Kayler Williams: A Team Leader in Linking Houston with Africa


At a time when Houstonians were shivering with late-autumn cold, one of its best "behind-the-scenes" representatives was "down under" in November's summer in southern Africa and it had nothing to do with a vacation! Country liaison and Community Relations Manager Kayler Williams was arranging the visitation to the 1999 Houston International Festival of some amazing talents at the downtown venues April 17-25.

From the Capetown area the "Zip-Zap Circus" of up to two dozen variously aged children will come to Houston to perform amazing stunts and daredevil feats of acrobatics. From the other side of South Africa, "Moving Into Dance," a group of a dozen teen-to-30 aged dancers, will show that county's traditions. Houstonian Silvia Glasser developed this cultural bridge in 1978, and is happy to "bring it home" for fellow citizens to enjoy. Other countries will also be represented in arts, crafts, dance, and folklore.

Williams began her current position in 1996, and tells USAfrica The Newspaper, it was her first trip to Africa. While she saw both more- or less-fortunate people than here at home, her impression of the shared human spirit leads her to conclude, "We're all the same!"

Beyond the entertainment aspects of the annual event, the groundwork she helped to lay through coordinated efforts with Ambassador Cynthia Perry, City Council member Jew Don Boney, Houston Mayor Lee P. Brown, and Houston International Festival President Jim Austin resulted in Houston simultaneously hosting the African National Summit. The Corporate Council on Africa, promoting international trade and exchange, helped set up the third biennial event to coincide with the Festival. As a result, many heads of state and ministers of trade were in Houston to give person-to-person guidelines and advice to Houston-area business leaders and individuals interested in the growing African market.

Among those available for business conferences and meetings during the April 24-28 period were several hundred dignataries, trade ministers, and heads-of-state from individual nations throughout Africa, as well as administrative groups such as ECOWAS (Economic Community of West African States), SADC (Southern African Development Community), COMESA (Common Market for East and Southern Africa), West African Economic and Monetary Union, the African Development Bank, African Export-Import Bank, Farmhouse LDA, UNDP Africa, and UNIDA.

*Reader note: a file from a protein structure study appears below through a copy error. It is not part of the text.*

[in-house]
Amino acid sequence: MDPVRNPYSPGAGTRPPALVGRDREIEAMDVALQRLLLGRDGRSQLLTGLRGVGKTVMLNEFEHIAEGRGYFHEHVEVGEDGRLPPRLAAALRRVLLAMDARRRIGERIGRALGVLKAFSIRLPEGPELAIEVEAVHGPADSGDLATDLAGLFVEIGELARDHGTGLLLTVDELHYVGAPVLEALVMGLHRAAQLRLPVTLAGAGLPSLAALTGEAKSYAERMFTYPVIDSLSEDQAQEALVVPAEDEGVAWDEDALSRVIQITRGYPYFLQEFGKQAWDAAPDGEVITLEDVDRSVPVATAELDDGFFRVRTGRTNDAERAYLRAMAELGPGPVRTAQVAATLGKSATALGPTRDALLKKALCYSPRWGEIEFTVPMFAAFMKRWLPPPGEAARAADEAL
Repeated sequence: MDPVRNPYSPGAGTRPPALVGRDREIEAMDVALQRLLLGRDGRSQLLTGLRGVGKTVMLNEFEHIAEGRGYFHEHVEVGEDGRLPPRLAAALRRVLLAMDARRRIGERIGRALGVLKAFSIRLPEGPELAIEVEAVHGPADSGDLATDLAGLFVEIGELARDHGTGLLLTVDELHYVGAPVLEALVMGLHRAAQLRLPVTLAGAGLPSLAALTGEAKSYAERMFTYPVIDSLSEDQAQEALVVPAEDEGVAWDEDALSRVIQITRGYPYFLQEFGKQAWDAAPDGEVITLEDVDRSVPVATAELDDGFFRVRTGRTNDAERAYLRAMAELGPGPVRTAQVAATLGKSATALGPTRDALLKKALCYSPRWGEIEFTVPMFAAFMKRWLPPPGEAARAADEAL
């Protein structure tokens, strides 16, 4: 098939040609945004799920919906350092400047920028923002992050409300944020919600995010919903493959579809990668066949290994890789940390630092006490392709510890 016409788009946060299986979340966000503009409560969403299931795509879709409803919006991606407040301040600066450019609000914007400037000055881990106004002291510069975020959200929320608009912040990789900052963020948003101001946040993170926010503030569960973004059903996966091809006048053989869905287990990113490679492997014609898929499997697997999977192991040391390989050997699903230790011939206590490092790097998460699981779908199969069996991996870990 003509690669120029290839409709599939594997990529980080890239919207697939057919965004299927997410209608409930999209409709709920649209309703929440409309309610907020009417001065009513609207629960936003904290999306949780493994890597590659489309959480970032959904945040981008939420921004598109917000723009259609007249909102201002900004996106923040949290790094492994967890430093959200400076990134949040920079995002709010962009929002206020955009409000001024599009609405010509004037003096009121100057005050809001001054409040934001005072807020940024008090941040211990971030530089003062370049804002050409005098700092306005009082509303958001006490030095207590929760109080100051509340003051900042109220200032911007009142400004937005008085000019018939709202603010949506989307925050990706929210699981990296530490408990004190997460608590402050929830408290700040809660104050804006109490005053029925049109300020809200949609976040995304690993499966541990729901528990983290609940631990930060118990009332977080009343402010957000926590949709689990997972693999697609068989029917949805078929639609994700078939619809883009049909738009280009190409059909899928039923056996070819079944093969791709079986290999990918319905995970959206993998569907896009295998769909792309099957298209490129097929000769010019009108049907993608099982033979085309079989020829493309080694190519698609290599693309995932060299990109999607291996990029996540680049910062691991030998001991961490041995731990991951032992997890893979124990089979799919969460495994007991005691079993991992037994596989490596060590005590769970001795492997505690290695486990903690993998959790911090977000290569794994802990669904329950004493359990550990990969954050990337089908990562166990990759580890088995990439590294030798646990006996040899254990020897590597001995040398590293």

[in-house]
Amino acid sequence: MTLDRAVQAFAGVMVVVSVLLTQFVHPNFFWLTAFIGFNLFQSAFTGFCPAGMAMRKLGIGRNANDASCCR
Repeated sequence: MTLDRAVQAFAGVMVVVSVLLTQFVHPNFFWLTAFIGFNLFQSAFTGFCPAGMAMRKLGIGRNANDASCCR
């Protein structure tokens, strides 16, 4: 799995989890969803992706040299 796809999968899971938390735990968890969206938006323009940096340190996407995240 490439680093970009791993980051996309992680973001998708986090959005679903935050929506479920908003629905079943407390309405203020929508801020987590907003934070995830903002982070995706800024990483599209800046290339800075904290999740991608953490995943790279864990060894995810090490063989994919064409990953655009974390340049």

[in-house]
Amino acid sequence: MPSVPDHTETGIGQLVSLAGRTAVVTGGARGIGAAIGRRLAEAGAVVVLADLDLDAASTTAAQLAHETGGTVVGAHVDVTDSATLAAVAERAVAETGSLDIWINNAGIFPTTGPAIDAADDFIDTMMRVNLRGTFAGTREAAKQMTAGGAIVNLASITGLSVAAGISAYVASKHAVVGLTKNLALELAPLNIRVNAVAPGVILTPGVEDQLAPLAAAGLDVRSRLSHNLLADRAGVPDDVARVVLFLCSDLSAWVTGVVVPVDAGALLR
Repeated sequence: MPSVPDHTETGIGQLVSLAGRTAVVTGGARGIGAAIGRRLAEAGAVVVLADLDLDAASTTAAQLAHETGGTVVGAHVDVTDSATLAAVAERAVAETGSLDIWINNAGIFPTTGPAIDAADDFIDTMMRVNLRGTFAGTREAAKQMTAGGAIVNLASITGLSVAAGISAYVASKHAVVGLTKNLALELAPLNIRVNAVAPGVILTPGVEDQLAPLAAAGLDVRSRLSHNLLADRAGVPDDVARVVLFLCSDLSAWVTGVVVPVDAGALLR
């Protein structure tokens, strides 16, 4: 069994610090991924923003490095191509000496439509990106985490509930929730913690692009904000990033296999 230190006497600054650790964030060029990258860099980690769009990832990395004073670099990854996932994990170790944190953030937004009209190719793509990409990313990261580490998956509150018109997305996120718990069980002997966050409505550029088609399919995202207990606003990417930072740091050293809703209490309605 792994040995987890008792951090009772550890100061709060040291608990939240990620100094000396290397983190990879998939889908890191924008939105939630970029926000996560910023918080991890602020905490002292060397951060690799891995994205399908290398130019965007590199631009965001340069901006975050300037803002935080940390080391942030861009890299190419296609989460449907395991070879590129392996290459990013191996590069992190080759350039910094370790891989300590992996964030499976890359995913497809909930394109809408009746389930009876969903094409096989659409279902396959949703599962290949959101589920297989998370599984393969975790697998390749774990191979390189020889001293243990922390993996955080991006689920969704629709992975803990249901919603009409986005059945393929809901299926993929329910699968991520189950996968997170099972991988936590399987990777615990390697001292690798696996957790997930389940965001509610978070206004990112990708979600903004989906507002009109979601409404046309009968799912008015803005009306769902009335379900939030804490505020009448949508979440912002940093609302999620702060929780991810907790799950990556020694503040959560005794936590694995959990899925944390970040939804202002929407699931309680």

From the United States, a long list of government officials headed by cabinet-level secretaries of Energy, Commerce, and Transportation, congressional leaders, and others from the Secretary of State's office relating to economic development, various energy-related CEO heads, etc. The U.S. Trade and Development Agency (TDA) and the Corporate Council on Africa hosted 13 African ministers of petroleum and national petroleum company executives on a Petroleum Industry Orientation Visit to the U.S. April 24-May 5, 1999.

Over 550 Houston companies currently do business with African nations, according to the Corporate Council on Africa. Business contacts were conducted on two levels, by paid advance registration at either the conference held April 24-29 at the Houstonian, or a one-day symposium for small- and medium-sized businesses hosted by Ambassador Cynthia Perry, Chairwoman of The Houston International Festival, for those interested in entering the African marketplace or expanding their current operations. The Corporate Council on Africa and The Greater Houston Partnership, in conjunction with The Houston International Festival, have designed a program that will bring high-level decision-makers from Africa and the United States to address concerns that particularly affect the small entrepreneur. The one-day program has been designed so that the attending companies receive the same benefits of the 1999 Summit as participating corporations. The TSU conference attendees will pay only $100; those major corporate participants all ready registered to attend the Houstonian conference site will gain highest-level consultations, to overcome any unknown diplomatic or governmental requirements to business trade. Attendees will coordinate through the Corporate Council on Africa, and the Greater Houston Partnership's Africa Forum Committee, 713-844-3600.

Kayler Williams traveled with other team members to the previous African National Summit held outside Washington, D.C. in 1997, and expects this one to leave a very positive result for Houston's Port Authority and Mickey Leeland Terminal of Bush Intercontinental Airport as the new millennium dawns. It is through the dedicated long-term work of individuals like her that events like the "Attracting Capital to Africa"-themed African National Summit, and the crowd-pleasing and educational cultural exchange of the Houston International Festival come to be, and help bring us all together.